Plant-Based Russian Style Dumplings
2 to 4
1 pack of silk tofu (soft) 100g green lentils (cooked) 2 medium potatoes, boiled and mashed 1 large onion (or 2 medium) 2 tbsp yeast flakes 1/2 tsp dried mint 1/2 tsp paprika 1/2 tsp turmeric 2 tbsp soy sauce Black pepper and salt for seasoning
1. Add the flour, water and salt to a mixing bowl or a food processor and mix well. The pastry is done once it holds nicely together.
2. Knead it on a clean, floured surface and form into a ball.
3. Cover it with a damp towel and set aside for 20 mins.
4. Now is a good time to make a start on that filling (below)
1. Drain the tofu, don’t worry about it falling apart because you will need to mash it with a fork in a bit. Once drained, dab it with a towel and put it in any mixing bowl. Now comes the mashing with a fork stage, put 1 tbsp of soy sauce in, yeast flakes and some salt and break up that tofu while mixing everything. Set aside.
2. Now is the time to cook your potatoes. Do what you normally do with them, put in water with a little salt, bring to boil until cooked. Drain and mash, set aside.
3. You should have the lentils ready nearby – if you cooked them, great. If you’re using tinned lentils, that’s good too.
4. In a large frying pan or a wok, put some oil in (1 1/2 tbsp should do), once warmed up, throw those onions in. Let them fry for 3 – 4 mins on a medium heat. Then turn the heat up, and let the onions sizzle for a bit (2 – 3 mins) until the sides go golden to slightly brown but not black! The sizzling gives the onions a slightly different flavour and adds to the flavour of the dumpling filling mixture.
5. Once they onions are smelling guuurrd, add the tofu and the lentils into the frying pan/wok. Mix it up and let it cook for 2 – 3 mins.
6. Add paprika, turmeric, mint and a little bit more soy sauce (1 tbsp). Fry on a slightly higher heat to help remove any leftover moisture from the tofu. Turn down the heat, keep mixing until it’s thoroughly mixed together.
7. Add the mashed potatoes to the mix, stir and turn off the heat. The filling is done! Just for guidance, it should look similar to the below:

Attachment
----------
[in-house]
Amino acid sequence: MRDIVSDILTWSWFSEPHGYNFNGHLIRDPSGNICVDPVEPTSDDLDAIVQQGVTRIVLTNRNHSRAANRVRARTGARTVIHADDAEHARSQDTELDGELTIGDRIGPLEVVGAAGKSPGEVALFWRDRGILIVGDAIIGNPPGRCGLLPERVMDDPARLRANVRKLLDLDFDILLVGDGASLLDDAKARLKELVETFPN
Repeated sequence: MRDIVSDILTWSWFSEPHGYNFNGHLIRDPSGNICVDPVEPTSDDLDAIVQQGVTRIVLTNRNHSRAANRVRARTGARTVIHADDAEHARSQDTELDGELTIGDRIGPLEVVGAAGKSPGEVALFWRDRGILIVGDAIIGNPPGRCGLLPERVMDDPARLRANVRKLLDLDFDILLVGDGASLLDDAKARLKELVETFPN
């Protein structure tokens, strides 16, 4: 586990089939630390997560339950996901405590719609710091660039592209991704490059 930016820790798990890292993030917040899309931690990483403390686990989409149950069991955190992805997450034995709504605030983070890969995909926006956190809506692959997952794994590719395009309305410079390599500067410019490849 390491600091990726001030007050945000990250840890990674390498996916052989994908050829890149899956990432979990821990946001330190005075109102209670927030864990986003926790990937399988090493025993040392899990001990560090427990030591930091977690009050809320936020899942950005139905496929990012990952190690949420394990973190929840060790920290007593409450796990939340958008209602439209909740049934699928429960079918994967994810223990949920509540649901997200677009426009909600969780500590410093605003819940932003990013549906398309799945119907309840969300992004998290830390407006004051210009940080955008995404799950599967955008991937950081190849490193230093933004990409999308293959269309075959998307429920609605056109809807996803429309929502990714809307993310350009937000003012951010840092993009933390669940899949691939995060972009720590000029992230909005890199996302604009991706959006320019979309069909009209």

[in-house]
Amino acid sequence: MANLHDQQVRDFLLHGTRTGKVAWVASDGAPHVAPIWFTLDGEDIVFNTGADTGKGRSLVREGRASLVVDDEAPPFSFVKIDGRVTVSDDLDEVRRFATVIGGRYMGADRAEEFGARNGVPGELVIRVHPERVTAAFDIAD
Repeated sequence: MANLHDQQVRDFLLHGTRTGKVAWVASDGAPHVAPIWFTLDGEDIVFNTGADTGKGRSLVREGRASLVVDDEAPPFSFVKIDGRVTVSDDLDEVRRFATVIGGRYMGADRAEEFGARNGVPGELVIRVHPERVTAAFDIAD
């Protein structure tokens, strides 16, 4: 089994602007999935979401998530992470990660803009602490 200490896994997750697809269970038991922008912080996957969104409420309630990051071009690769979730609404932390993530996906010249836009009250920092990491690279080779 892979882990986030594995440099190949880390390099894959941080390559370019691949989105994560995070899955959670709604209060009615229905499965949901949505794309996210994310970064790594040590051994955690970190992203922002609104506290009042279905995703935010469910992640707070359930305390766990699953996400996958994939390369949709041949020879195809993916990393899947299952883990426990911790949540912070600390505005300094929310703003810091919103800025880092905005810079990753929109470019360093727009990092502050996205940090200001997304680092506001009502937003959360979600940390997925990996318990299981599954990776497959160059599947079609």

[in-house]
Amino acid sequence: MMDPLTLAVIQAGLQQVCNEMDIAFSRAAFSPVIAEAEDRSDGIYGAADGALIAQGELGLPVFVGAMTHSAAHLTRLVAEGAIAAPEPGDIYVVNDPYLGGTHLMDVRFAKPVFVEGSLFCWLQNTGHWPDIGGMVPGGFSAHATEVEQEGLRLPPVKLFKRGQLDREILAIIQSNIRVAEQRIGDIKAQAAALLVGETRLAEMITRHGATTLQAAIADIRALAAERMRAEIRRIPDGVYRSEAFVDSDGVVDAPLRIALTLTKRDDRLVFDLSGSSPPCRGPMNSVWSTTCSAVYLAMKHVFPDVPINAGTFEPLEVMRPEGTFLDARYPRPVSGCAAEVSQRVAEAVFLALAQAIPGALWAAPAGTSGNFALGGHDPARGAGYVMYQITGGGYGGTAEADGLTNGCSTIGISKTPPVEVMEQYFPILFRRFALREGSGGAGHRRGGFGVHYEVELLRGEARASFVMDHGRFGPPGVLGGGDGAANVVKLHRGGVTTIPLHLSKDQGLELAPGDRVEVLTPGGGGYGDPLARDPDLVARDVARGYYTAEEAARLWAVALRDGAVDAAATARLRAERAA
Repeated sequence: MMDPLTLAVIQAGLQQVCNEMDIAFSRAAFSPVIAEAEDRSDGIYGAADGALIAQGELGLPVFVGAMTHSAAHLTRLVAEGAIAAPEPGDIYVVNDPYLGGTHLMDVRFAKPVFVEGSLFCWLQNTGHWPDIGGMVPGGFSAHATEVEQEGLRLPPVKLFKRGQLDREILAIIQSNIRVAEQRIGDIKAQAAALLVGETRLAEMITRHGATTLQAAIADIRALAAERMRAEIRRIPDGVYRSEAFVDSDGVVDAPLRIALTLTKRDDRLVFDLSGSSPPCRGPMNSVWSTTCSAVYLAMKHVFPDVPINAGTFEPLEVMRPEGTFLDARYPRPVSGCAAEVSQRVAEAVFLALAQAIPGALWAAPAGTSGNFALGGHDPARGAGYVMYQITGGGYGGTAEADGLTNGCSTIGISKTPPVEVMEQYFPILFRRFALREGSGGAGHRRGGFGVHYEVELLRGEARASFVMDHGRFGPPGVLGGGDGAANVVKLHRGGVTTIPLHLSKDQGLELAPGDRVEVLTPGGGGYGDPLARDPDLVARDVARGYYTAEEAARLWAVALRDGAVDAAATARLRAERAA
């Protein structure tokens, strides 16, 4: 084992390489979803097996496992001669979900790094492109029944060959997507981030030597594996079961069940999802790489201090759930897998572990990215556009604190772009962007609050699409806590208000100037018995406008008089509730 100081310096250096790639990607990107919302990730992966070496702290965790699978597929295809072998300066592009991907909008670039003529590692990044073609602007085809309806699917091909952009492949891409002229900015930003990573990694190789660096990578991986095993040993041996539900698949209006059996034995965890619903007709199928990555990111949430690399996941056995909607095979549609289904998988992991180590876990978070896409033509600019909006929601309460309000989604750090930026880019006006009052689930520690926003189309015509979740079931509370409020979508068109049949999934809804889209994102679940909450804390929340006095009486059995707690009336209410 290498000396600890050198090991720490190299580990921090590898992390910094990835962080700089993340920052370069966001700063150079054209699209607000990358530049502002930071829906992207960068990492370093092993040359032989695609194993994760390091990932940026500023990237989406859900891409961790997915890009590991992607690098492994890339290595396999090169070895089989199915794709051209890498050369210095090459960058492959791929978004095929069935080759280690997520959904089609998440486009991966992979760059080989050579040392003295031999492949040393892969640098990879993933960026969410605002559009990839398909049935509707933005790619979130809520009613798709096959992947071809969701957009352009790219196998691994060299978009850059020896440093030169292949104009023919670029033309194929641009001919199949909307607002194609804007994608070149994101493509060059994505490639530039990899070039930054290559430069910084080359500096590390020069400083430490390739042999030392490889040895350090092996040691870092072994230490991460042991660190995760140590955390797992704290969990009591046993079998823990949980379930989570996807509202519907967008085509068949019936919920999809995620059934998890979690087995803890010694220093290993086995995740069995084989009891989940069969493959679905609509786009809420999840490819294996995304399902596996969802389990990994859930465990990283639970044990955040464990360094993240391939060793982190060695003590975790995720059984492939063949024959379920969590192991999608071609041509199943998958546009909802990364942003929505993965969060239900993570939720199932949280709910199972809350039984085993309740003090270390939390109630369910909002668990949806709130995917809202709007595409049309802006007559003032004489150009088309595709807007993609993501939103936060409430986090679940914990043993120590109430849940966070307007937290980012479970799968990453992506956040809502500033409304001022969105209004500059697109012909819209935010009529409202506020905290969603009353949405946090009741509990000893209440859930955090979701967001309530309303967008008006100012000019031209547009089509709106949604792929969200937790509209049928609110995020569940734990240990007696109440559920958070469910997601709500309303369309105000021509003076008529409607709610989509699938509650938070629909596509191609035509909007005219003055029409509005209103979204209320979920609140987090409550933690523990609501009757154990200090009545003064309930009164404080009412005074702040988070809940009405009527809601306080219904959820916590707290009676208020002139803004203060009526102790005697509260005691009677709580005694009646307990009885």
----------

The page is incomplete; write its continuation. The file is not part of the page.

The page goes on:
Now back to the pastry:
1. Split the dough in half, and roll each half on the surface as thinly as you can.
2. Using a large circle cookie cutter or a large glass (roughly 4.5 inches), cut the pastry into circles.
3. Once you’ve cut circles, start filling them with the filling. 1 tbsp of filling per circle. 4.Place the filling into the middle/centre of the circle. Fold it in half, and seal the 2 ends of the pastry with your fingers tightly.
5. Use a fork to seal the dumpling together, giving a nice artistic look too…
6. In a large saucepan, boil some water, filling the saucepan 3/4 of the way. Add a drop of oil and salt, this will stop the dumplings from sticking together.
7. Once the water is boiling, turn the heat down slightly, and start carefully placing the dumplings into the water. Depending on the width of your saucepan, put not more than 3 – 4 dumplings in at a time. Otherwise if you put too many dumplings in, they may stick together. So if your saucepan is quite wide, you can cook more dumplings at any one time (possibly even 5 – 6 dumplings!)
7. Let the dumplings boil for a few minutes. Once they start floating and coming up to the top of the water, from that moment, let each dumpling cook from 10 – 12 minutes.
8.The pastry on the sides should look slightly transparent, rather than a solid white/beige colour. That’s when you know the pastry is cooked.
9.Fish them out using a spoon/spatula, and carefully place on a plate or in a colander to cool. Voila!
You can serve this with a nice side salad or you can even put them in some soup or with a nice sauce!